The second largest of the Greek islands after Crete, ÉVVIA (Euboea) – separated only by a narrow gulf from central Greece – often feels more like an extension of the mainland than an entity in its own right. At Halkídha, the old drawbridge spans a mere 40m channel where Évvia was mythically split from Attica and Thessaly by a blow from Poseidon’s trident. Easy access from Athens means that in summer Évvia can seem merely a beach annexe for Athens and the mainland towns across the Gulf.
Nevertheless, Évvia is an island, often a very beautiful one, and in many ways its problems – long distances to cover, poor communications, few concessions to tourism – are also its greatest attractions, ensuring that it has remained out of the mainstream of tourism. Exceptionally fertile, Évvia has always been a quietly prosperous place that would manage pretty well even without visitors. The classical name, Euboea, means “rich in cattle”, and throughout history it has been much coveted. Today agriculture still thrives, with plenty of local goat and lamb on the menu, along with highly rated local retsina.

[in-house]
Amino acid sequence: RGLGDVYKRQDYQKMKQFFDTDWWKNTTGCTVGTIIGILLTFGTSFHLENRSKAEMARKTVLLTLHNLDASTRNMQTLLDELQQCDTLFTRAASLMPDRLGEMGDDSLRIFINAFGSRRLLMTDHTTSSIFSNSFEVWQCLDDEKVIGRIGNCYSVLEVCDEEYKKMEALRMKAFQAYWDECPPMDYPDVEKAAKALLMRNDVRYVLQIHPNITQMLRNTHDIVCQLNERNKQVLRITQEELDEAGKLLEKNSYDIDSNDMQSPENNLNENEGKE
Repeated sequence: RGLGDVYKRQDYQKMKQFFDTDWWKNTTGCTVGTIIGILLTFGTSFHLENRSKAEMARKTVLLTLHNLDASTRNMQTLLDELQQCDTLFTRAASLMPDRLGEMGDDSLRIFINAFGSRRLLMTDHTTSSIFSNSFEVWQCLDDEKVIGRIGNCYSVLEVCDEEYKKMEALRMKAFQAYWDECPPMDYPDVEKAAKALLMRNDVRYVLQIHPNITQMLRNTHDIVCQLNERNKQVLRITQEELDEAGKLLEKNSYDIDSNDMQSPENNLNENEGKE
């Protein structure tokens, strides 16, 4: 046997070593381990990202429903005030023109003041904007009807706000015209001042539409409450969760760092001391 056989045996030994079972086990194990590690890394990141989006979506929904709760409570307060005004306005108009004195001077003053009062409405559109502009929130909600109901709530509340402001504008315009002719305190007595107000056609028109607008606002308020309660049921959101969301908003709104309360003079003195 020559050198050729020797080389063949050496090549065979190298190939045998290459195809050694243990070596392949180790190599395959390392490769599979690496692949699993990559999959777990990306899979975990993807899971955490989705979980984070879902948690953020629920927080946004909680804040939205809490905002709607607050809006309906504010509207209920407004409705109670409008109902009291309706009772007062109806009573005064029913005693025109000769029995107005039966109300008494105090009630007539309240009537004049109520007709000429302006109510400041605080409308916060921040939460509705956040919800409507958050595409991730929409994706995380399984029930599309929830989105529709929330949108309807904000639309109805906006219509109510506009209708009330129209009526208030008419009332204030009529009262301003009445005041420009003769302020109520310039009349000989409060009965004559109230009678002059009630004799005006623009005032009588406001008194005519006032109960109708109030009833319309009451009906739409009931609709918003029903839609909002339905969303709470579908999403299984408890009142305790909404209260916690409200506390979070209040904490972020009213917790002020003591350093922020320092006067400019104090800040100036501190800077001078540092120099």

Évvia divides naturally into three sections, with just a single road connecting the northern and southern parts to the centre. The south is mountainous, barren and rocky; highlights are low-key Kárystos and hiking the nearby mountains and gorges. The centre, with the sprawling island capital at Halkídha, is green, wealthy and busy with both industry and agriculture, but for visitors mainly a gateway, with the bridges at Halkídha and onward transport to Skýros from the easterly port of Kými. In the north, grain fields, olive groves and pine forest are surrounded by the bulk of the island’s resorts, most dominated by Greek holiday homes.